Guyana-Born: 5th Largest Immigrant Group in NYC

Guyana-Born: 5th Largest Immigrant Group in NYC

New York City Boroughs Map

New York City Boroughs Map

News Americas, New York, NY, Dec. 19, 2013:

What do the Dominican Republic, Mexico, Jamaica, Guyana, Ecuador, Haiti and Trinidad and Tobago all have in common? Nationals from these nations all make up the top eight immigrant groups in the Big Apple.

According to the latest ‘Newest New Yorkers Immigration Report,’ released by New York City’s out-going Mayor, Mike Bloomberg Wednesday (Dec 18), the city’s immigrants have reached new peak at more than 3 million residents with the majority being from the Caribbean and Latin America.  Continue reading

Caribbean, Latin American Immigrants top NYC Foreign-born Population

Caribbean, Latin American Immigrants top NYC Foreign-born Population

The Caribbean population has become noticeably more prominent with many politicians courting voters including incoming Mayor Bill de Blasio. (File photo)

The Caribbean population has become noticeably more prominent with many politicians courting voters including incoming Mayor Bill de Blasio. (File photo)

News Americas, NEW YORK, NY, Thurs. Dec. 19, 2013: What does the Dominican Republic, Mexico, Jamaica, Guyana, Ecuador, Haiti and Trinidad and Tobago all have in common?  Nationals from these nations all make up the top eight immigrant groups in the Big Apple.

According to the latest ‘Newest New Yorkers Immigration Report,’ released by New York City’s outgoing Mayor, Mike Bloomberg Wednesday  (Dec 18), the city’s immigrants have reached new peak at more than 3 million residents with the majority being from the Caribbean and Latin America.   Continue reading

Georgetown: A MAN MADE DISASTER – by Ralph Ramkarran

A MAN MADE DISASTER – by 

Ralph Ramkarran

Ralph Ramkarran

Posted on November 30, 2013

Georgetown is already a disaster. An explosion of disease is all that remains to condemn the city as unsafe for human habitation. The spectacle of Georgetown and its environs under water was not unusual but the mixture of water with muck and floating garbage from clogged drains could only be described as gross. Even though the Government has taken control of the city’s administration, the interminable blame game continues, while the city gets worse every year, just when we felt that it was so bad it could not.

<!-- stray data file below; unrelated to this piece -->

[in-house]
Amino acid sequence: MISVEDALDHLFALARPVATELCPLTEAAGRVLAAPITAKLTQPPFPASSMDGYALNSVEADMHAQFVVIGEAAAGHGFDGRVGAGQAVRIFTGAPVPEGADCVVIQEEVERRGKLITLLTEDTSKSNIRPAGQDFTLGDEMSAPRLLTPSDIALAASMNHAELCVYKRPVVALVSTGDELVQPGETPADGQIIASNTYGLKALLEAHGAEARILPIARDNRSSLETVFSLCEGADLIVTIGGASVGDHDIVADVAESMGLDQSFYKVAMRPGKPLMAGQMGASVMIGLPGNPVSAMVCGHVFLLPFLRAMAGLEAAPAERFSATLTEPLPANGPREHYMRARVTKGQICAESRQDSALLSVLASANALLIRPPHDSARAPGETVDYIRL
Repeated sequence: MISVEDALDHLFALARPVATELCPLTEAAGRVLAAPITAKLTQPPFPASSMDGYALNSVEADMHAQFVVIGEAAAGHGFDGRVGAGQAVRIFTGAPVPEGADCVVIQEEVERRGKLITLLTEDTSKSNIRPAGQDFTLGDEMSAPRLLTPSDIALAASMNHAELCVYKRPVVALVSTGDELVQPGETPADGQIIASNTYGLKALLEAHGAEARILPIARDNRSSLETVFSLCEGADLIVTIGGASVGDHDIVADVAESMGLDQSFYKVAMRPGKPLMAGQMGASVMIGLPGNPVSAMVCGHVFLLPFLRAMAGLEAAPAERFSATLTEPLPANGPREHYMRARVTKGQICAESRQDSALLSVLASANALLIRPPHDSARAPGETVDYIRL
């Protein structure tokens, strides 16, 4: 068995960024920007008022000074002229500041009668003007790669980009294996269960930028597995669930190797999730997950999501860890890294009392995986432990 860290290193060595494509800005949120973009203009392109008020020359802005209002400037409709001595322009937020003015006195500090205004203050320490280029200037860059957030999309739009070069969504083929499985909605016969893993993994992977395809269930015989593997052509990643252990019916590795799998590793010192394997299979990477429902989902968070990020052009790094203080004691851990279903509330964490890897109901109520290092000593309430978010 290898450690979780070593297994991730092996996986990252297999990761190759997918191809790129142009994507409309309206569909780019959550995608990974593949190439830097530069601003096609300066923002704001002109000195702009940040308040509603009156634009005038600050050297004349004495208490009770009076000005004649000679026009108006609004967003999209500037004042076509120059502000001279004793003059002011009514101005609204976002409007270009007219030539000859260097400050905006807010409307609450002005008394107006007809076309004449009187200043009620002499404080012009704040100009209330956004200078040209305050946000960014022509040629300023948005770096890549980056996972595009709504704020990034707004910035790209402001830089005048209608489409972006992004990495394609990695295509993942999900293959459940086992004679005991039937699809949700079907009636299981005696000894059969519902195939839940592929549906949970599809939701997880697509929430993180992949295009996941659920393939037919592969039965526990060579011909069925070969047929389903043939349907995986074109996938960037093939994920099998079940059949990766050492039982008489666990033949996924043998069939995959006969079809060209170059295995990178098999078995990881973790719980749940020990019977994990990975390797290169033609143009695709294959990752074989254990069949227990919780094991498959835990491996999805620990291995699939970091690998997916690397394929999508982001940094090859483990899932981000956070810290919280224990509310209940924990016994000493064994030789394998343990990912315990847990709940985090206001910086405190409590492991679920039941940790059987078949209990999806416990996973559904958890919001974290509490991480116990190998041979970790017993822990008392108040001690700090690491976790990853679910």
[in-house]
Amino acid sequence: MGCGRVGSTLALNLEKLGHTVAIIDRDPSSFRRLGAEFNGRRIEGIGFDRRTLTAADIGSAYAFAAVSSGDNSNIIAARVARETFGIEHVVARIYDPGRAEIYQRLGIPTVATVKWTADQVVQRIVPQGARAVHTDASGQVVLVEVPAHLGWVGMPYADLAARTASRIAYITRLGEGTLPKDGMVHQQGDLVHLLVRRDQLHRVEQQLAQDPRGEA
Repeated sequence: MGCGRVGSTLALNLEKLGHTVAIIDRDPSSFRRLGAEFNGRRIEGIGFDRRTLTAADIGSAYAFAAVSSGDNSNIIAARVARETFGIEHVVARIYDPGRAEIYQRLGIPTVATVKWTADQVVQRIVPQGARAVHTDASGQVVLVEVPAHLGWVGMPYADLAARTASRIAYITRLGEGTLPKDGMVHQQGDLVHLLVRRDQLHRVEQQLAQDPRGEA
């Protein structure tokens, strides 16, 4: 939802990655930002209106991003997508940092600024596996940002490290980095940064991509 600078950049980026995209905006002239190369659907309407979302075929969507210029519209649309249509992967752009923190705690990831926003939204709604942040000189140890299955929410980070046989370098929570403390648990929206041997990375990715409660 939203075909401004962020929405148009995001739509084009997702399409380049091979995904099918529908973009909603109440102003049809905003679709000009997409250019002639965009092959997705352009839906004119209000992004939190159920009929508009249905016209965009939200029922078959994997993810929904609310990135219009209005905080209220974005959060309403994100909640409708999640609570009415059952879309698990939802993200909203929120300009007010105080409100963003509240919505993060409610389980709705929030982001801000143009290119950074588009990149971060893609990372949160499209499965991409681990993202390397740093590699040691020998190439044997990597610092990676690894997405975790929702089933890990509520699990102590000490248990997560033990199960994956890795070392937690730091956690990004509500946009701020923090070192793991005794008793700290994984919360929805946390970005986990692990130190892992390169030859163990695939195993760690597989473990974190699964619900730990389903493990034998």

Yet we were recently regaled by Dr. Bharrat Jagdeo, a Champion of the Earth, not bother about clogged drains. The daily column in Guyana Times, Eyewitness, nowadays reflects his views in uncannily familiar language, close to his own. It regularly takes issue with anyone, including me, who may have ignited, or could potentially ignite, the great man’s infamously short fuse in puerile analyses and ‘pathetic’ (Eyewitness’s word) conclusions, but has not pontificated on the relationship between clogged drains and flooding in the city.   Continue reading

The Street Vendor of Guyana – By Dmitri Allicock

Street vendor - Georgetown 1934Street vendor – Georgetown 1934

The Street Vendor of Guyana

By Dmitri Allicock

“The “Peanut man” grew his own peanuts downriver from Linden and carried his roasted peanuts in large burlap bags which were quickly sold out. Great conversation and enjoyable peanuts in a paper bag of lasting memories.”

Maze of crowded passageways between crude stalls, hawkers standing in the streets, goods laid out on the sidewalk, is a common sight of downtown Georgetown that extends all over the country. Here Guyanese Creole in all its uninhibited fluency is tossed back and forth between seller and potential customers as all prices are negotiable. Any item that can be carried in a bag is on sale here in the pure spirit entrepreneurship.   [Read more]

Leaders in self-denial as Caribbean economic crisis worsens

Leaders in self-denial as Caribbean economic crisis worsens

by Sir Ronald Sanders –   published Caribbean360.com

imageSt Lucia’s Prime Minister Dr Kenny Anthony charged that governments are “engaged in one form or another of self-denial” while the Caribbean is “in the throes of a major crisis like it has never ever experienced before”.

Thursday November 7, 2013 – St Lucia’s Prime Minister Dr Kenny Anthony says that there is a grave economic crisis gnawing away at Caribbean countries and “governments are busy looking inward – each busy with their own agenda rather than pursuing a Caribbean solution to the economic crisis”. Not for the first time Dr Anthony has dared to tred where many other Caribbean leaders have shied away.    Continue reading